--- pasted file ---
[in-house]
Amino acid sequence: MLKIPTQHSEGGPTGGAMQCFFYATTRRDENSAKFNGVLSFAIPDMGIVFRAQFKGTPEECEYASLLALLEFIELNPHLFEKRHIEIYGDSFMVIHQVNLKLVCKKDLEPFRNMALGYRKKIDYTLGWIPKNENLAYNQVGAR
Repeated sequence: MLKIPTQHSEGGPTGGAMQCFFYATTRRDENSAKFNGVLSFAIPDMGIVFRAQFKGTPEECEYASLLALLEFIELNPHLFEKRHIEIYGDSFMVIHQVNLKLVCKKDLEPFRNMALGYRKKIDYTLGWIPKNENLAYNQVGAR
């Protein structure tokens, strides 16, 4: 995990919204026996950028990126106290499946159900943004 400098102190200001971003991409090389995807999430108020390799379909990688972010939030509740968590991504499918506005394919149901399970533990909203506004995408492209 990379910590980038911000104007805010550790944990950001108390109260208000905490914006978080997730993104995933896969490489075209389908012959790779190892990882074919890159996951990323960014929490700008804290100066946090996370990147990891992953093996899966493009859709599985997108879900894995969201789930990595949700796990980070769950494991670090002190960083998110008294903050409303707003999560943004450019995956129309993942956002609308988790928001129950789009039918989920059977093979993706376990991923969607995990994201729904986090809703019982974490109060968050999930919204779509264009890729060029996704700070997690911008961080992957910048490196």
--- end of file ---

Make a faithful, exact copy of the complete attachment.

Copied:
[in-house]
Amino acid sequence: MLKIPTQHSEGGPTGGAMQCFFYATTRRDENSAKFNGVLSFAIPDMGIVFRAQFKGTPEECEYASLLALLEFIELNPHLFEKRHIEIYGDSFMVIHQVNLKLVCKKDLEPFRNMALGYRKKIDYTLGWIPKNENLAYNQVGAR
Repeated sequence: MLKIPTQHSEGGPTGGAMQCFFYATTRRDENSAKFNGVLSFAIPDMGIVFRAQFKGTPEECEYASLLALLEFIELNPHLFEKRHIEIYGDSFMVIHQVNLKLVCKKDLEPFRNMALGYRKKIDYTLGWIPKNENLAYNQVGAR
């Protein structure tokens, strides 16, 4: 995990919204026996950028990126106290499946159900943004 400098102190200001971003991409090389995807999430108020390799379909990688972010939030509740968590991504499918506005394919149901399970533990909203506004995408492209 990379910590980038911000104007805010550790944990950001108390109260208000905490914006978080997730993104995933896969490489075209389908012959790779190892990882074919890159996951990323960014929490700008804290100066946090996370990147990891992953093996899966493009859709599985997108879900894995969201789930990595949700796990980070769950494991670090002190960083998110008294903050409303707003999560943004450019995956129309993942956002609308988790928001129950789009039918989920059977093979993706376990991923969607995990994201729904986090809703019982974490109060968050999930919204779509264009890729060029996704700070997690911008961080992957910048490196």